HMRC's new Business Record Checks underway
The taxman’s revamped approach to Business Record Checks is underway, with small firms in London first in line to sample the Revenue’s ‘improved’ process for tackling those with “inadequate” paperwork.
Under the revised BRC programme, firms suspected of keeping inadequate records will receive a letter in which Revenue & Customs will propose telephoning them to go through their records via a questionnaire. Firms in London will be targeted from November 26.
How the firm fares will depend on whether “no further action is required” or - if paperwork issues are identified - could benefit from “targeted self-help education,” or - if identified as at risk of having inadequate records, requires a BRC visit.
Spelling out these steps on its website, HMRC said its new approach to BRC from November 1st was a response to affected parties urging that the programme should be linked to “wider education and support activities.”
While similar appeals for guidance as to what constitutes ‘inadequate’ under the records probe has apparently resulted in a new guidelines in HMRC staff manuals, the educational aspect of BRC is being disbelieved by some.
“We continue to be extremely concerned that HMRC are creating an impression, wrongly in our view, that these records checks are mainly for educational purposes,” said the Low Incomes Tax Reform Group.
“It is critical that businesses understand that these are serious compliance checks with potentially large penalties being levied on those who keep poor business records.”
Although the HMRC landing page on BRC makes no mention of penalties, the prospect of ‘in-year’ fines for inadequate records remains, in that the department believes it can penalise firms before a tax return drawing on those records is submitted.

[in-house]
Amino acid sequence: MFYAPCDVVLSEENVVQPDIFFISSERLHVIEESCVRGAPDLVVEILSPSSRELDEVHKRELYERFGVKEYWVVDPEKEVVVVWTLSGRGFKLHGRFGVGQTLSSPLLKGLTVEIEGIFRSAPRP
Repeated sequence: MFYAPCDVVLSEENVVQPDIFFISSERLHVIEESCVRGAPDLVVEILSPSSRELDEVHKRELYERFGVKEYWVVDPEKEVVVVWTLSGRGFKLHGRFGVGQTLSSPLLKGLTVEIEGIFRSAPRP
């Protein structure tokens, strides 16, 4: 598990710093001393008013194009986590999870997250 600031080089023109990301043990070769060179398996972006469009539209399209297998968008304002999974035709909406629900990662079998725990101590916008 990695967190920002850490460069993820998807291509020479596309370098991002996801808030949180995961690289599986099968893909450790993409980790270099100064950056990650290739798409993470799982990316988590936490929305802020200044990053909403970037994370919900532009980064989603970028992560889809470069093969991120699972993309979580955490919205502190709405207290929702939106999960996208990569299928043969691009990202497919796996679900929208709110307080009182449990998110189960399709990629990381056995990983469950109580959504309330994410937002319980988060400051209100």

The Chartered Institute of Taxation reflected: “HMRC have still not provided a satisfactorily clear reasoning to justify their belief that they can charge penalties in-year…in our view it is questionable whether HMRC have the power to do this.”
However a consistent stance from Revenue & Customs is not on the institute’s wish-list for the checks which, after London and Anglia from November 26, will hit firms in the South East, Scotland and Northern Ireland (from Jan 14), Central England (Jan 21), the East, North Wales and North West (Jan 28) and South Wales and the South West (Feb 4).
In fact, the CIOT says that because it is “unrealistic” to expect the smallest firms to have perfect records written up every day, the taxman’s approach would hopefully be “appropriate” with “different kinds of businesses”.
Still, some firms seem more at risk of a BRC than others. CIOT president Patrick Stevens explained: “Since the selection process for BRC is based on risk assessment it is more likely that cash businesses will be chosen for BRC. Such businesses in particular will need to ensure they are keeping adequate records going forward.”